Filed under: Intranets
Many web and intranet teams will be expected to create business cases at some point in their work. These may be for major website redevelopments, selection of new technology platforms, or to gain further resources.
Considerable amounts of work go into creating a business case, but success is far from certain. Too often, business cases fail to hit the mark, even when they follow the guidelines provided by the senior executive themselves.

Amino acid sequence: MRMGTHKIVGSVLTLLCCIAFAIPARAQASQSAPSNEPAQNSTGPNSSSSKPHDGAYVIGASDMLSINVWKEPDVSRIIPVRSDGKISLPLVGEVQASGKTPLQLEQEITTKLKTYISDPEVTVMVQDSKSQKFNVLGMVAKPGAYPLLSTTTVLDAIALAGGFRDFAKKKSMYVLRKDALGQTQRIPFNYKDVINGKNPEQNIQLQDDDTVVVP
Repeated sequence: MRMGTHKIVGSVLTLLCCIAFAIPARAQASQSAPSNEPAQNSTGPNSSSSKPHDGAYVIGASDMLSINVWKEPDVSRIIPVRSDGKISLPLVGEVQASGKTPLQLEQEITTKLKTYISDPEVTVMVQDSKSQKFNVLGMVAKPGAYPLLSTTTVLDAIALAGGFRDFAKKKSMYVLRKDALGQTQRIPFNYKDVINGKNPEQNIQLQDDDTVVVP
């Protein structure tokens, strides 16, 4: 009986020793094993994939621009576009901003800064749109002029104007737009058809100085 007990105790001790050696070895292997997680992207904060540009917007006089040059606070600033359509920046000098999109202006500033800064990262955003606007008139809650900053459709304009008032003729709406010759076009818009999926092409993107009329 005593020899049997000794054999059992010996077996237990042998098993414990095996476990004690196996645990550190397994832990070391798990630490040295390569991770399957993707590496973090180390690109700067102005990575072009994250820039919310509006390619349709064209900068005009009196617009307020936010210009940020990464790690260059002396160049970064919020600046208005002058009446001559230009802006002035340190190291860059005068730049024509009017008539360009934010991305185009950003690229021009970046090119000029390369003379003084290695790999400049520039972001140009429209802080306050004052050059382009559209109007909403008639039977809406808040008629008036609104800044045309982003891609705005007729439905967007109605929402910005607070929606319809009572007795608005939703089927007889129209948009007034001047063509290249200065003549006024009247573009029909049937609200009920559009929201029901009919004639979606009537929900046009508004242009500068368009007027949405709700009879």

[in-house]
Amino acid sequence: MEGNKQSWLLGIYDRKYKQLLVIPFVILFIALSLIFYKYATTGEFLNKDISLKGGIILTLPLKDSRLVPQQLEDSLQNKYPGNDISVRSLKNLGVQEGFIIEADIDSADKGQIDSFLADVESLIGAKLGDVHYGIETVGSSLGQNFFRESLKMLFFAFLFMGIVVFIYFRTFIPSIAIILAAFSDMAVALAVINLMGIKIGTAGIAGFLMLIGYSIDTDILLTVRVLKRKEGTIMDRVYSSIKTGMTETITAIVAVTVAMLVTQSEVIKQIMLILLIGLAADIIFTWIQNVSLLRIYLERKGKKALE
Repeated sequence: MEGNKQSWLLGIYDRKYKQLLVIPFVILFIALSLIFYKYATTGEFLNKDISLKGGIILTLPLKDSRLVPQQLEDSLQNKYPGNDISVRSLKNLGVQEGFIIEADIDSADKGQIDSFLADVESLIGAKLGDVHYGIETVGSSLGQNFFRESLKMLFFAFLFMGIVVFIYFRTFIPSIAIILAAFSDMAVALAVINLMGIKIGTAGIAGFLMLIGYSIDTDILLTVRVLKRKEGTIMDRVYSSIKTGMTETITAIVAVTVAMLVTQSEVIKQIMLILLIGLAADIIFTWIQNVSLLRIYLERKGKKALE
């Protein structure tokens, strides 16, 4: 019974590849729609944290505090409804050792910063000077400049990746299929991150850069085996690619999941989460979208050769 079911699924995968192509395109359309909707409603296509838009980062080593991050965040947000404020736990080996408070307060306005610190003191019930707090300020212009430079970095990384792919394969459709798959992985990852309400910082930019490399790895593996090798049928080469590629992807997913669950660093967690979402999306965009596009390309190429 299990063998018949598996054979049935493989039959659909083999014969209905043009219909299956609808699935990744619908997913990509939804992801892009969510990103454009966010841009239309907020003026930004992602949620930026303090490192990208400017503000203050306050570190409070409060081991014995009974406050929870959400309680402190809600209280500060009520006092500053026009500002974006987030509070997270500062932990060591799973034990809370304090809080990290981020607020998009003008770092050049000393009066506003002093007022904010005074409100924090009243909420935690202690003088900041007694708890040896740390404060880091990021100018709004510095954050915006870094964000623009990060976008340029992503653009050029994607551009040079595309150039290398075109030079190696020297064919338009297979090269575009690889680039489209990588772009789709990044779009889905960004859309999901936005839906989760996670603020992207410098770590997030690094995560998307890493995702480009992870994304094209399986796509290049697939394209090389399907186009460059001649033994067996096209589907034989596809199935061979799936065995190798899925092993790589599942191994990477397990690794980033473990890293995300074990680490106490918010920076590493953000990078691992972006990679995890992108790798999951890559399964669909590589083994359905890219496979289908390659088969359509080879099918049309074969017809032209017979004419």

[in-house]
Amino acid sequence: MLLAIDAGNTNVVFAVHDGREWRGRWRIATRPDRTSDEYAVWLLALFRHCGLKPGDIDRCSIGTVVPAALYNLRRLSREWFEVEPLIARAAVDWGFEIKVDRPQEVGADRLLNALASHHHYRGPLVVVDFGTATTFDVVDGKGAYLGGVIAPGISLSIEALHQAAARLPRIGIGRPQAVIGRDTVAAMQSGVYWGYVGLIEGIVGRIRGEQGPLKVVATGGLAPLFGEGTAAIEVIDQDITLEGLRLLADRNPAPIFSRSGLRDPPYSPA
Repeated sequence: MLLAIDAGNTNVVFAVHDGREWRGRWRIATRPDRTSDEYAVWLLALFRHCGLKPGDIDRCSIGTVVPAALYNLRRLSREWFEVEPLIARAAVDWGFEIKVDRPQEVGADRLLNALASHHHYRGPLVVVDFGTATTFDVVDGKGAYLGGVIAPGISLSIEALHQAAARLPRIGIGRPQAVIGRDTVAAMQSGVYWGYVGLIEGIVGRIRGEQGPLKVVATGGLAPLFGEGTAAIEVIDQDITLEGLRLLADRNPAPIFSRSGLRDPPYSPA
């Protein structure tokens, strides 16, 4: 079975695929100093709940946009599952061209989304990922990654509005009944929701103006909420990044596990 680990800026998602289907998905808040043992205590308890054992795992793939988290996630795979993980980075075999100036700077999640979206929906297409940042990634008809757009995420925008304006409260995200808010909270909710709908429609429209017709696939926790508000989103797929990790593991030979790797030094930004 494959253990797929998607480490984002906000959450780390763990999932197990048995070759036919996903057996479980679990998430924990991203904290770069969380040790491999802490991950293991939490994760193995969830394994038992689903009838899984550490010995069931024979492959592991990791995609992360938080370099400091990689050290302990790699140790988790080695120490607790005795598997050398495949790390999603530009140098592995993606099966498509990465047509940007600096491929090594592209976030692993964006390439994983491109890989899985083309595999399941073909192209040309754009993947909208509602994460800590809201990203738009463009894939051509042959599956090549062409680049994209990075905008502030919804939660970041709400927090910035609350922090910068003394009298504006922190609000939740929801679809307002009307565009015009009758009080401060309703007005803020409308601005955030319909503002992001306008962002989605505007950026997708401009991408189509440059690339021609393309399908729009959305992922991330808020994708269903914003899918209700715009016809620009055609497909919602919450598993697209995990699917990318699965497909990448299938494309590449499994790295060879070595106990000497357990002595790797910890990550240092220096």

In part, this is because these business cases fail to target the emotional elements, concentrating instead on details and evidence.
Boring business cases
Web and intranet teams are often provided with a corporate template to fill in when creating a business case. This covers elements such as:
- current situation
- research conducted
- detailed findings
- options for improvements
- indicative figures
These documents can easily grow to 30, 50 or 100 pages in length. Considerable detail is captured and communicated, but the danger is that we lose sight of the forest for the trees.
The first major problem with these business cases is that they are boring. Few in the organisation have sufficient enthusiasm to read 100 pages of detailed business case, and even the executive summary can fail to inspire.